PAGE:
The proposals leading from the recognition of diversity, this being understood to mean the right to the recognition of the differences related to language, culture and civil rights only, is not recognition enough for the peripheral democratic nationalisms. Neither is the federalist symmetric model a satisfactory model for their aspirations. They demand the need to look for a clear improvement in self-government and the recognition of the plurinational, pluricultural and plurilingual reality of the State (vid. Sessions Diary of the Spanish Parliament, 25 April 2000). A treatment of the differences which, once completed, would mean recognition of the asymmetries in the political field, as in other cases such as Belgium or Canada, and which could be seen to be synonymous with “special statute”.


The problem is, as it always was, of an exclusively political nature and it is in this sphere that, as on previous occasions, compromises and basic consensus must be found. It is of little help in this case to study the experiences of other countries as each has its own history, political culture and context making experiences difficult to export. The uniqueness of the Autonomic State is the best sample. And the great political challenge of the Spanish case lies in finding stable and satisfactory mechanisms of recognition of plurinationality without running the risk of sending the whole system into crisis.


Definitively, we are dealing with the old dilemma between equality and asymmetry at the heart of plurinational states. And on this point, it does not appear likely that in Spain political progress can be made on the basis of plural federalism (Requejo, 1999: 330-339). Neither does it seem advisable to follow proposals based on a perhaps possible but contrived political interpretation of the Constitution (Herrero de Miñón, 1998: 24 y 45).


Although comparisons are not of any great use, the Canadian example may help us to understand the insurmountable difficulties which arise when trying to acknowledge the “special statute” of a differentiated community while respecting the principle of equality, without deconstructing the basic structure and it being accepted by all. Some of the elements which form part of the long political debate in this country and which have been emphasised by specialists ought to be remembered, despite the distances: a) “...The history of Canada, notes Milne, shows the struggle and gradual triumph of the principle of equality in the face of the distinct forms of asymmetry in Canadian life. If this is so, all future constitutional designers will have to think very carefully before toying with this option...” (Milne, 1999:71); b) during the ratification process of the Lake Meech Agreement, which included the acknowledgement of Quebec as a “distinct society”, the political tensions surrounding equality and asymmetry ended up blocking the political process (Milne, op.cit.: 86); c) “...the special statute, claims this author, always occupies an ambiguous constitutional zone, constantly pushed towards the ultimate political objective of independence. Thus, the defenders of the special statute cannot promise the stability of a country with this option (Milne, op.cit.: 71, 86, 87); d) Stéphane Dion goes even further: strongly asymmetric federalism is possible, he points out, but is not a road which countries frequently go down. With regards Canada, he considers this to be an unlikely scenario and, in this specific case, undesirable given that (...) “...extreme asymmetry would be no more than the predecessor to separation...” (Dion, 1999: 197-210). Woehrling warns of identical difficulties in making the principle of equality and differences in statute and treatment compatible (Woehrling, 1999:139). On the other hand, the asymmetries introduced into the Belgian federal system, “the result of a pragmatism which resolves problems” (Pas; Van Niewenhove, 1999: 270), seems not to have provoked, for the time being, insurmountable tensions, although it has provoked serious difficulties.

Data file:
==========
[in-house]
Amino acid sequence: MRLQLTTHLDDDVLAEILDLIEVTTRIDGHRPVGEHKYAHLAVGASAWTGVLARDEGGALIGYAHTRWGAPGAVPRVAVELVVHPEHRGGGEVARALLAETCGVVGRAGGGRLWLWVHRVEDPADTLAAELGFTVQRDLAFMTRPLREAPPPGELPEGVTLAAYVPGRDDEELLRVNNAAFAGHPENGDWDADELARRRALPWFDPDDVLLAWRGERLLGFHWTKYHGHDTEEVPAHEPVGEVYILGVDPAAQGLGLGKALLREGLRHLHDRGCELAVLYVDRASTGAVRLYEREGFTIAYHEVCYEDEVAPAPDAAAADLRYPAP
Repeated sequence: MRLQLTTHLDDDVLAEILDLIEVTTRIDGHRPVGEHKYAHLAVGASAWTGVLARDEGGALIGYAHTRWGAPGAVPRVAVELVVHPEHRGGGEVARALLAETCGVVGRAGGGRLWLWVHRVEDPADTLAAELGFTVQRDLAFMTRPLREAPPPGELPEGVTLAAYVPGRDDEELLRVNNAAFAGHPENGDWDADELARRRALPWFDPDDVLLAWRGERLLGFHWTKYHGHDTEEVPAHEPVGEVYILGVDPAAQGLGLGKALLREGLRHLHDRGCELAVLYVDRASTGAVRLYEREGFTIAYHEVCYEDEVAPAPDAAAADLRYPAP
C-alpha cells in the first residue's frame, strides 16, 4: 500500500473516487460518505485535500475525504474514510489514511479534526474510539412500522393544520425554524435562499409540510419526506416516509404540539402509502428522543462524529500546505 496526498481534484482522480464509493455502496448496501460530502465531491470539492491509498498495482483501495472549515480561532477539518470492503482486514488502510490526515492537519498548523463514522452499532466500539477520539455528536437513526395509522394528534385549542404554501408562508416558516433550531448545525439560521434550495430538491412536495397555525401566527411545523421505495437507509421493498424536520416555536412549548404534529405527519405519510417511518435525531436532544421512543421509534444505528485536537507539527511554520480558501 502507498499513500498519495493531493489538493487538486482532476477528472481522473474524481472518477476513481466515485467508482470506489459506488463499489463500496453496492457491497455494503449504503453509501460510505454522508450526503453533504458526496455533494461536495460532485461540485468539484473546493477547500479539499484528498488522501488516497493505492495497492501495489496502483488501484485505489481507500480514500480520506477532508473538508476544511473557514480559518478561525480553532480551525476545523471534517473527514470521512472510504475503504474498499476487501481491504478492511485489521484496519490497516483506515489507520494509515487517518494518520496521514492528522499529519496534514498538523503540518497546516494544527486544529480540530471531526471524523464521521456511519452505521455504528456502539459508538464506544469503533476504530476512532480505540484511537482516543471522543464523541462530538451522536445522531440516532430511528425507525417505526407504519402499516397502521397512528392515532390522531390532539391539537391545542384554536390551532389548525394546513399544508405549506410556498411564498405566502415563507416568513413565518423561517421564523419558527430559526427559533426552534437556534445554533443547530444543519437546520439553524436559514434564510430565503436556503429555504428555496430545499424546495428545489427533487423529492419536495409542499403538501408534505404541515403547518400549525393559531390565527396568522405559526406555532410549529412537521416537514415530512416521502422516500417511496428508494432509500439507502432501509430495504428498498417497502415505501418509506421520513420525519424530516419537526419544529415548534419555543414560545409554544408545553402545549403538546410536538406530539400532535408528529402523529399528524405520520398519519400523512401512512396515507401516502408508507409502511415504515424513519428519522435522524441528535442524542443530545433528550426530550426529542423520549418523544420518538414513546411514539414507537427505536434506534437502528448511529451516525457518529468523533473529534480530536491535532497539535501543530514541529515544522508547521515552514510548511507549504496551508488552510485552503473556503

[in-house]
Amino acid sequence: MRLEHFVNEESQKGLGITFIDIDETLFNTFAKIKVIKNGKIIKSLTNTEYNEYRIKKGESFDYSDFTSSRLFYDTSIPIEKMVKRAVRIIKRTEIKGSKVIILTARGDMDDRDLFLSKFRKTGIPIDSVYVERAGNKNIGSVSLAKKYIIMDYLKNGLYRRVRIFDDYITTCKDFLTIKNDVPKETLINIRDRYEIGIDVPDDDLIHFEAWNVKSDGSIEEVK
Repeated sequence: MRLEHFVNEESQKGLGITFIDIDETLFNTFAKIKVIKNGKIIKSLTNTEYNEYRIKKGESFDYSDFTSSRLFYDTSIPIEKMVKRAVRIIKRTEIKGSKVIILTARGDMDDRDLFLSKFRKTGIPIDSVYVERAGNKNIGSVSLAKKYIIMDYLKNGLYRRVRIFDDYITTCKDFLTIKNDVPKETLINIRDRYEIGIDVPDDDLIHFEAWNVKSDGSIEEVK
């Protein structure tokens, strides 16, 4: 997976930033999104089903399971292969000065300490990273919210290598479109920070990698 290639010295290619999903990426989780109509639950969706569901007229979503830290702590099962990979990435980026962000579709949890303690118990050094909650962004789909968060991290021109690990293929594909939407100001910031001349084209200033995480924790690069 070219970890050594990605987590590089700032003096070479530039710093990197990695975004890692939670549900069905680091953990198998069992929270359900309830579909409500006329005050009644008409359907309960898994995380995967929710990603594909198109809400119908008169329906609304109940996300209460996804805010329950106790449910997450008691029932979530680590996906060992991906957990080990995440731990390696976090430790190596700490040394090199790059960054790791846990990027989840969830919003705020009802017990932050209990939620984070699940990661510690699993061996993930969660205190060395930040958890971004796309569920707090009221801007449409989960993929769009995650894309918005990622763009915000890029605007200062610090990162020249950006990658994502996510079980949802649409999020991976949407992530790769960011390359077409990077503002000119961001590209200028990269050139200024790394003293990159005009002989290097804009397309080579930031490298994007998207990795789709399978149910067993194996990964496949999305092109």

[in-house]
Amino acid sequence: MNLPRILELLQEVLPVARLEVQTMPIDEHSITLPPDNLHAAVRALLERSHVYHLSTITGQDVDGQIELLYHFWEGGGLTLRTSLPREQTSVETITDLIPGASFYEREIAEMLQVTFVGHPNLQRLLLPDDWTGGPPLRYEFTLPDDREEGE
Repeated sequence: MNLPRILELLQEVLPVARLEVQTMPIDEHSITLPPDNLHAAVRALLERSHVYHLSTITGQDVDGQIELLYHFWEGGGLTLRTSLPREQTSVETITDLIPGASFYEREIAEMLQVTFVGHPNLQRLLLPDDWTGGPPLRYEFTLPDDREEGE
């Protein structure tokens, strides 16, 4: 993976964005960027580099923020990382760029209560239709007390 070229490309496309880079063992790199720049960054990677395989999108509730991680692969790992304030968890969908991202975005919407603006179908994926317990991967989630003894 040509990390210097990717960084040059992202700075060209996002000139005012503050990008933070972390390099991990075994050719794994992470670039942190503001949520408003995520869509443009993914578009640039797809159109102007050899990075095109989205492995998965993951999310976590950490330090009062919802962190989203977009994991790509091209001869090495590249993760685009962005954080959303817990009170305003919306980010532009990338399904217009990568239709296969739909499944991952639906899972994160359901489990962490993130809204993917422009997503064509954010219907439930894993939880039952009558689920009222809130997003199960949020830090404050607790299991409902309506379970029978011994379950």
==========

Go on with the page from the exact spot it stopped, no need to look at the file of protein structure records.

Some final considerations.